Star Trek: Return to Tomorrow

Star Trek Opening TitlesFor having one of Star Trek’s best remembered quotes, Return to Tomorrow is a dreadfully slow affair that offered the chance for greatness and delivered mediocrity.  Conceptually, this is an episode about godlike beings who just want a favor.  That would have been enough; there didn’t have to be a threat posed by a rogue member of the group.  The threat could have been a race against time or something else, that would have still given the actors a chance to flex their muscles while offering mind candy instead of the standard villain of the week.  And Spock is the most notable character change, because he spends far more time smiling than we’ve ever seen before!

Kirk and crew are out exploring further than any Federation vessel has ever gone before when they meet the disembodied voice of Sargon, who can turn off the Enterprise with a thought.  He invites the crew down but wants specific people.  Kirk and Spock are the most obvious ones but he also wants Dr. Mulhall; Next Generation’s Dr. Polaski.  Kirk has no idea who she is or how she got aboard, pretty sure she’s about a century too early, but this red-outfitted member of the science department is on Sargon’s radar, so she becomes part of the landing party.  And… Dr. McCoy, because Sargon is pretty sure if something can go wrong, McCoy can be blamed.  And sure enough, our chief medic who presumably swore the Hippocratic oath, starts off with a winner: when Kirk is taken over by Sargon, McCoy draws his phaser.  (I imagine the thought was “if Jim can’t have his own body, no one can!  I’m a doctor, not a guy who watches puppets!”)  The thing is, this story could have worked without Henoch rebelling.  We’ve had plenty of “race against time” episodes; let this follow suit.  The idea of borrowing bodies was a great one but there were so many better ways to resolve this.  Let’s review…

In I, Mudd, Mudd’s Women and What are Little Girls Made of, we’ve seen just how far androids have come and Sargon is bound to be more advanced than the humans behind those beings.  But I’d even be willing to ignore that in favor of a simpler solution.  Surely there are people on life support who would be perfect hosts.  Even if not on the Enterprise, are we expected to believe that Starfleet wouldn’t be willing to open negotiations with these beings and bring people to them in exchange for knowledge?  As Sargon says, they’ve waited for millions of years… what’s a little more time?   They clearly know things we couldn’t dream of.  Hell, they know things they didn’t dream of!!  Take for instance the exchange of consciousness – they require a receptacle when swapping minds but the story ends with Sargon and Thalassa taking over Kirk and Mulhall without having a place to put their consciousness!  Did they realize, “oh we didn’t need a receptacle after all, how silly!”   There’s also a batch of idiocy in the scene with Spock and Chapel; she realizes something is wrong and Henoch erases the murder attempt from her mind… and then tells her the very thing he just erased.  Am I missing something?  I guess Henoch hadn’t attended Logic School…

I can’t help but laugh though because there are some wickedly funny moments in this episode.  Hands down the best is watching Shatner undergoing his possession by Sargon.  Scotty is against the whole body swap idea until word that he might learn how to build an engine the size of a walnut.  This is a big thing for him!  (Or should that be a small thing?  I don’t know!)  McCoy, equally annoyed by Kirk’s willingness to undergo this “simple” body swap, sarcastically blurts out “Quite simple. Happens every day!”  And even Sargon knows about standard orbit!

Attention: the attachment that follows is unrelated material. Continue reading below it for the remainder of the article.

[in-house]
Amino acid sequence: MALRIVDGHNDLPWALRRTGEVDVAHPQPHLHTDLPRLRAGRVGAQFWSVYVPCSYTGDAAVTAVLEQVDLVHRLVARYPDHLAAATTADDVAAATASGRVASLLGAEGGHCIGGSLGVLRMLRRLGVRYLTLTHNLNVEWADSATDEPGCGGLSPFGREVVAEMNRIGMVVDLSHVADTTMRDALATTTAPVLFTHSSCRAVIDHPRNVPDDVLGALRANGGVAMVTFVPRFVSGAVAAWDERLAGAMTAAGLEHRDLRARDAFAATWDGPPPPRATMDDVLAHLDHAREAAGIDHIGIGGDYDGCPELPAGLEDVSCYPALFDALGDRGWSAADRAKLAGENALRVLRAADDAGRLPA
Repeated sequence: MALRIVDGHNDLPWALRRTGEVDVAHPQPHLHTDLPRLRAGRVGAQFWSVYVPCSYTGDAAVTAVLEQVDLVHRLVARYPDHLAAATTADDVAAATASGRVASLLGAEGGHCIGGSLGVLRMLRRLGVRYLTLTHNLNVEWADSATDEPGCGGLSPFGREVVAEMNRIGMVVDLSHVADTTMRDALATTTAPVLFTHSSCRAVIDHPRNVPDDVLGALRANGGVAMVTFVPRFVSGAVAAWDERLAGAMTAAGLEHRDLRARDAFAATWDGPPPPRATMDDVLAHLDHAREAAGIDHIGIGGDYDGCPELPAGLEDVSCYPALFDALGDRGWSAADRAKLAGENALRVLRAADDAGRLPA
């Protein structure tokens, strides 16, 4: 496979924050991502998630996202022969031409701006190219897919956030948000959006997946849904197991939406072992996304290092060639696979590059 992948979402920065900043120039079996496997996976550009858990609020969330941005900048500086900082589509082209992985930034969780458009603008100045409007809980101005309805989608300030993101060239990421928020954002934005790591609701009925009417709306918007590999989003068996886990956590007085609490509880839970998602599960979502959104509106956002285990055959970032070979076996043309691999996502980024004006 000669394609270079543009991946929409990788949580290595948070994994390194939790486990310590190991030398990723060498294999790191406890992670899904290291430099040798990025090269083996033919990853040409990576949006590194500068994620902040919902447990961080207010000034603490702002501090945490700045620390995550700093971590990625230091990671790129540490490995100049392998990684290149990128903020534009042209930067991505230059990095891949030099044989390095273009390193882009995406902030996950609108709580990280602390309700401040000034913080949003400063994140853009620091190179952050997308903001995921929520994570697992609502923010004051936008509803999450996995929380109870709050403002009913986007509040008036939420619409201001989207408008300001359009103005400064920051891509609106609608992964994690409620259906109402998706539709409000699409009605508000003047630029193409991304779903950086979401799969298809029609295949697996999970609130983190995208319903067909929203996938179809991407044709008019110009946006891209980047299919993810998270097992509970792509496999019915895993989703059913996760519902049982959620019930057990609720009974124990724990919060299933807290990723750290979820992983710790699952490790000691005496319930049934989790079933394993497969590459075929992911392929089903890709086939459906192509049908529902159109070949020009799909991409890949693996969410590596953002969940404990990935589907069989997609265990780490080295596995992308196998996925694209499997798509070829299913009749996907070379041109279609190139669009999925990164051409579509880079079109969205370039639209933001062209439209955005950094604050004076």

But while this ends up being a largely disposable episode, there is a great concept that popped up which I somehow forgot: the idea of our world being seeded by other life forms.  It’s not a new concept now, but I was surprised to hear it in a Classic Trek episode.  Could life have been planted here on Earth by other races?  Spock seems to think it would make sense of some Vulcan legends, at the very least.  And then there’s the quote.  I think of all the quotes in Star Trek, one that is a template for life is Kirk’s: “Risk!  Risk is our business.  It’s what this starship is all about!  It’s why we’re aboard her.”  In business and in life, risk is a necessary step in advancement.  Star Trek may get stories wrong from time to time, but a reminder like this is so important.  Risk is our business.  It’s why the Enterprise exists and what we fans have loved for 50 years.  But it’s also a reminder that no relationship started without the risk of getting hurt.  No long term job exists without risk and no business can thrive without it.  Risk truly is at the heart of every decision we make.  We evaluate and balance probability and what we know vs what we don’t, but there is always an element of risk and we need to embrace that.  And if nothing else about this episode, I do applaud that quote!

Kirk was willing to risk his life for another who he felt was worth it.  He wasn’t wrong but one bad apple spoils the bunch and Sargon realizes that dying is part of the proper order of things.  He and Thalassa get one more kiss and die.  And the crew of the Enterprise live to risk another day…  ML

The view from across the pond:

In this episode the Enterprise returns to… um. This takes place tomorrow, and… um. OK, let’s try to figure out the title later. Yet another alien race that is more powerful than the Enterprise takes control of the ship. Sargon demonstrates his power by turning off the lights, which immediately prompts Kirk to reverse his decision to leave Spock on the ship. I had to laugh when Kirk said to Spock, “we can’t risk both of us being off the ship”, although he routinely does that, and in the past he’s taken basically the entire senior staff down onto a planet. Sargon takes over the transporter and leaves the two redshirts behind. Presumably he’s been keeping an eye on the Enterprise and thought it better to leave them where they are for their own safety and for his. One of them would probably fire a weapon instinctively at Sargon’s shiny ball.